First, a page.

For some time people have broken creativity into four stages. The preparation stage involves accumulating knowledge; the Incubation stage involves letting that knowledge sit in the back of your mind while you do something else; the Illumination stage consists of a flash of insight; the Validation stage is where you consider the idea critically.
Stories abound of a-ha moments in the shower and while in the middle of daydreaming. This form of creativity is exciting, it’s fast and forceful, instantly motivating us. No wonder it is written about so regularly, and desired by so many.
“Whereas preparation appeals to our work ethic, incubation appeals to our play ethic. It feels like a welcome time-out.”
In Seeing What Others Don’t, Gary Klein goes at the idea with a slight skepticism. Sure this flash of insight is welcome, but in talking about creativity it is surely not the only form. Moreover, in environments such as the workplace, in which creativity is required within certain boundaries, sitting about ‘incubating’ and insight is unfeasible.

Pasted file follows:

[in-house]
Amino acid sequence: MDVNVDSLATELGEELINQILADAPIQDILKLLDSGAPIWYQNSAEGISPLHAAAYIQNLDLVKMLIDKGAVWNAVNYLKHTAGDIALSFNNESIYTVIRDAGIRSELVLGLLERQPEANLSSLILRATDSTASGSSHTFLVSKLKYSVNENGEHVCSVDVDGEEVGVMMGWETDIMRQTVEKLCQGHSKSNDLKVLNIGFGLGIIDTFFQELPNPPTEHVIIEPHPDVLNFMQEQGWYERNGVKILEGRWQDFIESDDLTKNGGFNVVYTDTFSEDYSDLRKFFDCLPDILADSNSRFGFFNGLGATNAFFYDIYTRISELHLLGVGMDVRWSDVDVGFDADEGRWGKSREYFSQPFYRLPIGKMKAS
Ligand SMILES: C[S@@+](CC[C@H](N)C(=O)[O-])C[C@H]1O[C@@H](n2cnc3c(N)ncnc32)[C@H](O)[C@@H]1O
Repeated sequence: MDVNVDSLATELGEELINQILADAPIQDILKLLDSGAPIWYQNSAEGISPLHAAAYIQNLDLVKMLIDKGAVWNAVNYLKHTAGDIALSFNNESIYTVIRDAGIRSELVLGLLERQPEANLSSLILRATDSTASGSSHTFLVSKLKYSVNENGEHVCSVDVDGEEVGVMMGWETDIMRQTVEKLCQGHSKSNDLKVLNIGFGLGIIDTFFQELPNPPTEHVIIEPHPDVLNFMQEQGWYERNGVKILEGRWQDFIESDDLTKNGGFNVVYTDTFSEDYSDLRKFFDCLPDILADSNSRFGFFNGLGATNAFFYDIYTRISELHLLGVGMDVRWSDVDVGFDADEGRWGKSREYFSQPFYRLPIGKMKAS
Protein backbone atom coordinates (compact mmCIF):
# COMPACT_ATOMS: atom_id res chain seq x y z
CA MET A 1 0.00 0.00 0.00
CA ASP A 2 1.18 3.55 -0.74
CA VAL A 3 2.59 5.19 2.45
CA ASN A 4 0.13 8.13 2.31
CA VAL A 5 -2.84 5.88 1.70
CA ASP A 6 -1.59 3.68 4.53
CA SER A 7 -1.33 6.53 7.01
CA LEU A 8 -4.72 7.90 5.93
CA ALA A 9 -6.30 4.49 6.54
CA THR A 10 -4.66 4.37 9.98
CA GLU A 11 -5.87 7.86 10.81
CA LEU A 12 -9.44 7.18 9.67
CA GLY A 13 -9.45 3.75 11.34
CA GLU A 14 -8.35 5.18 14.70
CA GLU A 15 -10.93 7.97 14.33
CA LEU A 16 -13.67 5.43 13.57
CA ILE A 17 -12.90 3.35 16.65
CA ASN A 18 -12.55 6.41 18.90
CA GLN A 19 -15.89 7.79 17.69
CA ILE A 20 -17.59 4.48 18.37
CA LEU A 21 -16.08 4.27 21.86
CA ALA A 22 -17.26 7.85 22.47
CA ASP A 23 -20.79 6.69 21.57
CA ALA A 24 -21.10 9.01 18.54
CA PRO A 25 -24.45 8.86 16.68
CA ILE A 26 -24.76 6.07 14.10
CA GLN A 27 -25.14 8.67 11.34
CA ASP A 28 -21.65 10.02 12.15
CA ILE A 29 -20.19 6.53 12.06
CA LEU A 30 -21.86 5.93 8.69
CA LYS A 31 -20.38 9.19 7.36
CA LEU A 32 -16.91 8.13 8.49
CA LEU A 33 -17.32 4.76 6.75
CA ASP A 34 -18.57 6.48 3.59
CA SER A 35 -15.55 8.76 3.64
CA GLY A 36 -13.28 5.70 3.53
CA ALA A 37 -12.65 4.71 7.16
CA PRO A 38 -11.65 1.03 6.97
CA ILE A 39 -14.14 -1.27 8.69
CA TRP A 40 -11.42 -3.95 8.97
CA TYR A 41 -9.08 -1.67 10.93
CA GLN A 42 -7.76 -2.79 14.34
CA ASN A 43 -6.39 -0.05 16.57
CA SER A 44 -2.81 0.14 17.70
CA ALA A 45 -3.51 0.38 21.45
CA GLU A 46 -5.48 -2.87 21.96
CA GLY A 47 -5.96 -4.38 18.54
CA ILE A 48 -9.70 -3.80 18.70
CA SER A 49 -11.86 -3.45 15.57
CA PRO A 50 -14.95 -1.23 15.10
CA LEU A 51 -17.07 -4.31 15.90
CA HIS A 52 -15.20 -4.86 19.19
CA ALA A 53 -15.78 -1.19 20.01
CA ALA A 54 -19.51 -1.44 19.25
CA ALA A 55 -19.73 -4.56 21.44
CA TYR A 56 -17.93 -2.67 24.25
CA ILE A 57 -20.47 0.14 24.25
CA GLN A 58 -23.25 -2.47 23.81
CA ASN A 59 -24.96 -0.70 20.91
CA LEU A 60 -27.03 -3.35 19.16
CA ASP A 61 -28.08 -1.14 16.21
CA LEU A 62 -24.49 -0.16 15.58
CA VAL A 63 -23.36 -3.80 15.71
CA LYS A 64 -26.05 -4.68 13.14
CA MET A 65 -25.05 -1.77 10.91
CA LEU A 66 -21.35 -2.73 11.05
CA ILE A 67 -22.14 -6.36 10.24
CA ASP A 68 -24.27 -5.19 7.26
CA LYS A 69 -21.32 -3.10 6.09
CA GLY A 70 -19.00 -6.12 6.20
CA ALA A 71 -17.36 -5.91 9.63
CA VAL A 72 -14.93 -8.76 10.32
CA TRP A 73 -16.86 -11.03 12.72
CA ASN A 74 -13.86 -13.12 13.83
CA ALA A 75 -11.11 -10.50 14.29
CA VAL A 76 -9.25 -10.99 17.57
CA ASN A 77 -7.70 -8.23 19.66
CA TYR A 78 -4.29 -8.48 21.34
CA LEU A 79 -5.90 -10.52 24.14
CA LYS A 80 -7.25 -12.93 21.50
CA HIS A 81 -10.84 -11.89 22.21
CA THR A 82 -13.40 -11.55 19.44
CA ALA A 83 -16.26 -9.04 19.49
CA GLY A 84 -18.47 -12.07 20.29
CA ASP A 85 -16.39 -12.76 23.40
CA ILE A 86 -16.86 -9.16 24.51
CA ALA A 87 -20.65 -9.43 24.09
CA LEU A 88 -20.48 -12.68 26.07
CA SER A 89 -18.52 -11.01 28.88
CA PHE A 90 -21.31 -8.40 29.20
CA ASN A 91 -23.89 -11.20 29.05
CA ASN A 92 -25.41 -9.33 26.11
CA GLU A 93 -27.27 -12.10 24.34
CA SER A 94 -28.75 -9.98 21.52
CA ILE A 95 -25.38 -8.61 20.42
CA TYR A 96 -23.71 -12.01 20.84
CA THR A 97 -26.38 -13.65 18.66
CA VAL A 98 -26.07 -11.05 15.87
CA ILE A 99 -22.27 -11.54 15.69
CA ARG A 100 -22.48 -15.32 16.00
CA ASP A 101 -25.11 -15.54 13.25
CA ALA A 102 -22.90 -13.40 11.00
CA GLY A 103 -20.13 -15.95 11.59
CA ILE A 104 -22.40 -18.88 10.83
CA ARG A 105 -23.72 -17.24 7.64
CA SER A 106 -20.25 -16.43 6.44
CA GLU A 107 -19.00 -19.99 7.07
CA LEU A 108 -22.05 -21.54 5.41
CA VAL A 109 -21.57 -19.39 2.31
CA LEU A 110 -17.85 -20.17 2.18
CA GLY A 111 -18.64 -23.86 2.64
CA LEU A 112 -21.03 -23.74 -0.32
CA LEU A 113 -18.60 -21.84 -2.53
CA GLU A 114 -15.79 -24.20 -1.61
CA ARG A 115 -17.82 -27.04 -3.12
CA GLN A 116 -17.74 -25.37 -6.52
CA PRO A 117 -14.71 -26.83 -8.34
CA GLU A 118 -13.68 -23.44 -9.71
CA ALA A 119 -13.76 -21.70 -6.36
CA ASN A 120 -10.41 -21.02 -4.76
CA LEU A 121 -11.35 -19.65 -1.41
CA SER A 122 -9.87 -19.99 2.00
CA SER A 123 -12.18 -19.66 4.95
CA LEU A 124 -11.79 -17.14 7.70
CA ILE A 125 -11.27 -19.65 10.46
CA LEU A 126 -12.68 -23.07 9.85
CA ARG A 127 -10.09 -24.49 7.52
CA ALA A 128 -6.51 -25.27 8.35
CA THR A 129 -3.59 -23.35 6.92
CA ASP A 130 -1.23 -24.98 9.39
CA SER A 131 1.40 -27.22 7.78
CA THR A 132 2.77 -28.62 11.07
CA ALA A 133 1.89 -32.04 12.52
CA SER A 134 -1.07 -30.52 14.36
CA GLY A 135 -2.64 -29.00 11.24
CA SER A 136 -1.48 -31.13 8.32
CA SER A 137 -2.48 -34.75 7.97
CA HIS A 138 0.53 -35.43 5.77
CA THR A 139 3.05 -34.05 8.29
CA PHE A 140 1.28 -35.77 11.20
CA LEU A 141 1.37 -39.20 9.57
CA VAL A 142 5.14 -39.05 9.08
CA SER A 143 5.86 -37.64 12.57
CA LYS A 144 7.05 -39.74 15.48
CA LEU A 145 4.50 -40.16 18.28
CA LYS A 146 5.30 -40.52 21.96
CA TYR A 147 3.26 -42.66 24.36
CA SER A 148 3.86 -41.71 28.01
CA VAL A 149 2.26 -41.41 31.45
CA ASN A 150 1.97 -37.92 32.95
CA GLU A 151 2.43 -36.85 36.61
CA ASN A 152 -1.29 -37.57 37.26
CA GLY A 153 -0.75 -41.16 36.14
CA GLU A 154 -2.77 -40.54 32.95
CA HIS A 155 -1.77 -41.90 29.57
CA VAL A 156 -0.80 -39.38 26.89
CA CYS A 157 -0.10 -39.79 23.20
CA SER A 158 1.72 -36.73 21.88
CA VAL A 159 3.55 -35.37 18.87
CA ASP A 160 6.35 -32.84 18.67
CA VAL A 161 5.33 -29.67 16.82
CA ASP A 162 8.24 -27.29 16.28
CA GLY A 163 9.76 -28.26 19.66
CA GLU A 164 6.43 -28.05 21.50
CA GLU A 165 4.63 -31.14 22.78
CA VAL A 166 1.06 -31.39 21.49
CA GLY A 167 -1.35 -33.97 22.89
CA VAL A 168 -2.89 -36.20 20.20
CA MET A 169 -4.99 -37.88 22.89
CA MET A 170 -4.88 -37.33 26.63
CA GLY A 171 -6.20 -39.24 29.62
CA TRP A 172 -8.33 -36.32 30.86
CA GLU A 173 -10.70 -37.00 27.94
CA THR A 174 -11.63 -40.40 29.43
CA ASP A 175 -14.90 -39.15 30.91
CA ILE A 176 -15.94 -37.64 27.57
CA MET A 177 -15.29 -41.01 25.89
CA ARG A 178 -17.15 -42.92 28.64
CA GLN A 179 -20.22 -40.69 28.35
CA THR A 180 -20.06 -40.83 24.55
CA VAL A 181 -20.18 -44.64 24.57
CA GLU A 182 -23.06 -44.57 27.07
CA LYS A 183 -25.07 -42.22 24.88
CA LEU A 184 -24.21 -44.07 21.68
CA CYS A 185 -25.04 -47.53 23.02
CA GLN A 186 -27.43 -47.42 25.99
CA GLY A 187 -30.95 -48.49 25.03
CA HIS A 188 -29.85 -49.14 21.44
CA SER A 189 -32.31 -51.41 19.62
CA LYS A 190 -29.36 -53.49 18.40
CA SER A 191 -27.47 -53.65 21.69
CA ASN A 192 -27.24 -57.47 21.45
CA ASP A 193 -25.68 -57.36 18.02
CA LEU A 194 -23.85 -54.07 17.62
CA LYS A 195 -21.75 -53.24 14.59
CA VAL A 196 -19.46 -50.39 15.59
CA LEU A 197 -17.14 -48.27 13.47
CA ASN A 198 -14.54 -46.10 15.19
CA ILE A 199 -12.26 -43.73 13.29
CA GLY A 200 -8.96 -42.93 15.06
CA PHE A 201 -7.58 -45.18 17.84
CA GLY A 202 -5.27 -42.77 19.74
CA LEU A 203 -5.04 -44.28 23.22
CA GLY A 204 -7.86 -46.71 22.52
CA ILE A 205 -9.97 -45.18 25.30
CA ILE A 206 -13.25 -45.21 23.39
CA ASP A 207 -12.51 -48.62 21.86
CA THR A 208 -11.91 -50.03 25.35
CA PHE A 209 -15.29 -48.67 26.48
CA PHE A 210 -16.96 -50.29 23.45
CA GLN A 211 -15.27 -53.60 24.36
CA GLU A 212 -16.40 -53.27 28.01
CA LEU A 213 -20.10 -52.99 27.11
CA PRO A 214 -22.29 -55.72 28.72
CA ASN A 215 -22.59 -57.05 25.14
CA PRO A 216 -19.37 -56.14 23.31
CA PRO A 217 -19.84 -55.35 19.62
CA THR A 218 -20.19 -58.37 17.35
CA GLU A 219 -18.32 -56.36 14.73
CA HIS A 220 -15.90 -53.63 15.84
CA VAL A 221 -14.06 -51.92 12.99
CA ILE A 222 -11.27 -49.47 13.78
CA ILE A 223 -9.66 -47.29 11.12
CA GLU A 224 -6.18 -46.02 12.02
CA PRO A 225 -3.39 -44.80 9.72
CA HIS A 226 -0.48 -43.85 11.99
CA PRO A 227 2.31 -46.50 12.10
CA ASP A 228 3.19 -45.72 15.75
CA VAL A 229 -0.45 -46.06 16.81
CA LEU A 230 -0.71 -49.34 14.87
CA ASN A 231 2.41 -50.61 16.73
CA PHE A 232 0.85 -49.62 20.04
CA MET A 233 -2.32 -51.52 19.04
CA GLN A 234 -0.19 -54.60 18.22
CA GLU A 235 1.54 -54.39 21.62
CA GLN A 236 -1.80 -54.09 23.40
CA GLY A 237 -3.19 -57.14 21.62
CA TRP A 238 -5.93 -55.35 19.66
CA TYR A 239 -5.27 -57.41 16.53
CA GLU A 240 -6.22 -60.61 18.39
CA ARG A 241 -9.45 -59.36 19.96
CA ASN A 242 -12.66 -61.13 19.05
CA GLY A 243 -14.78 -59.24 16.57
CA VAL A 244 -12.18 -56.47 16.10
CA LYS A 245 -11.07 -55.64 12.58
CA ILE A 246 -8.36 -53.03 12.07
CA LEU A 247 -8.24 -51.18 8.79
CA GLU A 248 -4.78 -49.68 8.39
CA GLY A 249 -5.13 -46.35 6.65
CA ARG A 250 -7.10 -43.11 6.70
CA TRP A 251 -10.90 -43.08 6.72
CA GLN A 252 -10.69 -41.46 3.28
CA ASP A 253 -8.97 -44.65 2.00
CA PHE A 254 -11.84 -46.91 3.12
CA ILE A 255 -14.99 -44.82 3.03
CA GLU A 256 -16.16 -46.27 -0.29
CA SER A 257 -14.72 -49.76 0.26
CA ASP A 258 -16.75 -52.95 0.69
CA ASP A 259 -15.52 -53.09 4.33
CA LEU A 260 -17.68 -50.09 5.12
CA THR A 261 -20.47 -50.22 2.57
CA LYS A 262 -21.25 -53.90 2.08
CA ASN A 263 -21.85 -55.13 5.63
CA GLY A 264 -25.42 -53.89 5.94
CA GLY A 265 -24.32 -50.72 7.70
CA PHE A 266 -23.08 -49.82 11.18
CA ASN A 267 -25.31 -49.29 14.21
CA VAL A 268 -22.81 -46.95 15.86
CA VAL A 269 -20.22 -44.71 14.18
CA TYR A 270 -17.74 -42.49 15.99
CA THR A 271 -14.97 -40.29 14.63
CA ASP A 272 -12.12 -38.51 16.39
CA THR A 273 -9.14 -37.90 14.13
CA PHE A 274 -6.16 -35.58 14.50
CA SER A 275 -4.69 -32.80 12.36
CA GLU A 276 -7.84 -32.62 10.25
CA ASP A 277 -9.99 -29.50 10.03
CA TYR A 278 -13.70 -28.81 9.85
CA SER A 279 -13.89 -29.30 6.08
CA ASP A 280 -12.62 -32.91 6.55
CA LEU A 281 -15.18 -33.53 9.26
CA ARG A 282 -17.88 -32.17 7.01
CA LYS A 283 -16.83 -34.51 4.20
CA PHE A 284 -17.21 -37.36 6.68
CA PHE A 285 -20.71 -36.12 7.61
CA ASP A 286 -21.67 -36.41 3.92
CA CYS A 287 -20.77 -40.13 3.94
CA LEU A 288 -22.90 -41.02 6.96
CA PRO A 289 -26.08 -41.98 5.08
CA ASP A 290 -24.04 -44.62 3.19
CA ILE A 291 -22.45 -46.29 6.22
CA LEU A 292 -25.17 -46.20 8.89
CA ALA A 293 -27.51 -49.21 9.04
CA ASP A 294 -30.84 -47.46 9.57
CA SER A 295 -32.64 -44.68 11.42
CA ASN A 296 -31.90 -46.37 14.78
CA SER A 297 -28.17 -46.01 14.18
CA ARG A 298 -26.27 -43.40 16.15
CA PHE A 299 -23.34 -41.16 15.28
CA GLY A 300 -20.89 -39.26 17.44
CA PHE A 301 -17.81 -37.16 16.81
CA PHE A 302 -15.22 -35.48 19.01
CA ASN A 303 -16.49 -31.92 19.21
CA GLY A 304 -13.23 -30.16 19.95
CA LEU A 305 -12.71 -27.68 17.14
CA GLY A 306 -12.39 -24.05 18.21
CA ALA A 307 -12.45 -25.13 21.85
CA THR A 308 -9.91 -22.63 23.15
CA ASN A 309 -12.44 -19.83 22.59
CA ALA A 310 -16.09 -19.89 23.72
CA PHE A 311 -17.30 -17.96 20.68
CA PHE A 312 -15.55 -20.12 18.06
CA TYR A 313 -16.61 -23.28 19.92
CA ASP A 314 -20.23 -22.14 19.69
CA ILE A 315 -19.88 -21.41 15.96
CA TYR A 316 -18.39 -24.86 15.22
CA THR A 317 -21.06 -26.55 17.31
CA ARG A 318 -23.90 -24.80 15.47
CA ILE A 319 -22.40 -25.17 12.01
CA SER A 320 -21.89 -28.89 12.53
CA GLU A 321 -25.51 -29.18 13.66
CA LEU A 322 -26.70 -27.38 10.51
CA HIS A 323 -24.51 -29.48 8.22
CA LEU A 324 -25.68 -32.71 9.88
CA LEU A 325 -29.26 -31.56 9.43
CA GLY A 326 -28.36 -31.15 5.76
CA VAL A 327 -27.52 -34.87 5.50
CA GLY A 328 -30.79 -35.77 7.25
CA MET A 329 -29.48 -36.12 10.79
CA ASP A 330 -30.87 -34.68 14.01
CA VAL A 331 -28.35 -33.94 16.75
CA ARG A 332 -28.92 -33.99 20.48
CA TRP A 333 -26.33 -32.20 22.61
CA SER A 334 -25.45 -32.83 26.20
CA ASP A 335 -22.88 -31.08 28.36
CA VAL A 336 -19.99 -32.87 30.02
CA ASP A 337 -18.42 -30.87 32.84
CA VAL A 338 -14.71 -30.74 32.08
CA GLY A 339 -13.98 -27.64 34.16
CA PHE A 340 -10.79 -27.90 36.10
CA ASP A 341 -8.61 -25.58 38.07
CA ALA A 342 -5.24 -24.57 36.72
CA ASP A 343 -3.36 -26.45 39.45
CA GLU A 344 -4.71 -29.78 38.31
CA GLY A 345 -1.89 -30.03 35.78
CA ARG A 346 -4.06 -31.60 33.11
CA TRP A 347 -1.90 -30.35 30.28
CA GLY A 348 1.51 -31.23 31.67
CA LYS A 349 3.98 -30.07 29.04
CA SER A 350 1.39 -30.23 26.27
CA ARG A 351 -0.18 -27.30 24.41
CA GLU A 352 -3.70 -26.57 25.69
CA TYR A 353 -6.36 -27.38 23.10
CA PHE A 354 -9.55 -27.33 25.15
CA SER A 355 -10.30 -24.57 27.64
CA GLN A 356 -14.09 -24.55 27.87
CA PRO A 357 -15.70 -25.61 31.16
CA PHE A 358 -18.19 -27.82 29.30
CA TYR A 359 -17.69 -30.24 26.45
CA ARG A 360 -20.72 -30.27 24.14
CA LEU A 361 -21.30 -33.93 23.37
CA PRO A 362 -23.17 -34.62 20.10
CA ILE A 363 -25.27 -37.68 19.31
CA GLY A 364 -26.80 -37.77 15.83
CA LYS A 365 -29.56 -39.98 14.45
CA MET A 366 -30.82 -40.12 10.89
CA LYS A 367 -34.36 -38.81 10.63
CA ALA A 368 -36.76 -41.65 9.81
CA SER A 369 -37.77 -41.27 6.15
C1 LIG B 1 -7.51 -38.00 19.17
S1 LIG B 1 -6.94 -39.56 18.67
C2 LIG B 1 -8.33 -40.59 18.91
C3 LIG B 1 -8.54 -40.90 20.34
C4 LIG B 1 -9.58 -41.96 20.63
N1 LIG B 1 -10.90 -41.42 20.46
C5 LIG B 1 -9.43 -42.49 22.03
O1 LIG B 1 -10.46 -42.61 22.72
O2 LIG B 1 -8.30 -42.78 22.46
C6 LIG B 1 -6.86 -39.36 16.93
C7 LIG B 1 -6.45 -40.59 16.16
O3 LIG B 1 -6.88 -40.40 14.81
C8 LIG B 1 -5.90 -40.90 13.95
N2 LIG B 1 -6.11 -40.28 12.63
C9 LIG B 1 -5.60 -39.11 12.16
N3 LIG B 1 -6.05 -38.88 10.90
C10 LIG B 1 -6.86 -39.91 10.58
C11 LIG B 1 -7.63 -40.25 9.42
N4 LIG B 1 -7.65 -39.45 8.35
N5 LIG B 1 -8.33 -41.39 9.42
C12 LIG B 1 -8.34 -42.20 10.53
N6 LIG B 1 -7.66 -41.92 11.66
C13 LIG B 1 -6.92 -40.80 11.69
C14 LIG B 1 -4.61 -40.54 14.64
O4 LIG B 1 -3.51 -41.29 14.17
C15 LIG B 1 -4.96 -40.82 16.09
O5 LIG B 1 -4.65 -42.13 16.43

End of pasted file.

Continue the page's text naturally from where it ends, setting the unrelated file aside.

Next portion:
“Lots of people can recall insights that suddenly came to them while they were taking showers, but I doubt that organizations could increase the rate of insights in their workers by having them double the number of showers they take. The incubation stage doesn’t seem necessary and often would be impossible.”
Klein points out that while the incubation stage might be a welcome aspect to the creative process, it is not always necessary. Something else to mind that fits this description.
“We can use an analogy here: “aha” is to insight as orgasms are to conception. In both cases the experience is more noticeable than the achievement, but the experience doesn’t guarantee the achievement, and the achievement can happen without the experience.”
Gary Klein continues to expand on the role of insights and how we can improve our own creative processes in Seeing What Others Don’t: The Remarkable Ways We Gain Insights. Get it through Amazon.